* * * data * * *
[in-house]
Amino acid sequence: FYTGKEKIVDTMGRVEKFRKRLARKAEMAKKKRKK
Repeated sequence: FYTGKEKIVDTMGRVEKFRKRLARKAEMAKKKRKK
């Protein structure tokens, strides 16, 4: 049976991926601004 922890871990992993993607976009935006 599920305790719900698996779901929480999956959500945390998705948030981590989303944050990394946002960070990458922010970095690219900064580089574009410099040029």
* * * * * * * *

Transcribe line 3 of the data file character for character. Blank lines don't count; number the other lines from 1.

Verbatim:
Repeated sequence: FYTGKEKIVDTMGRVEKFRKRLARKAEMAKKKRKK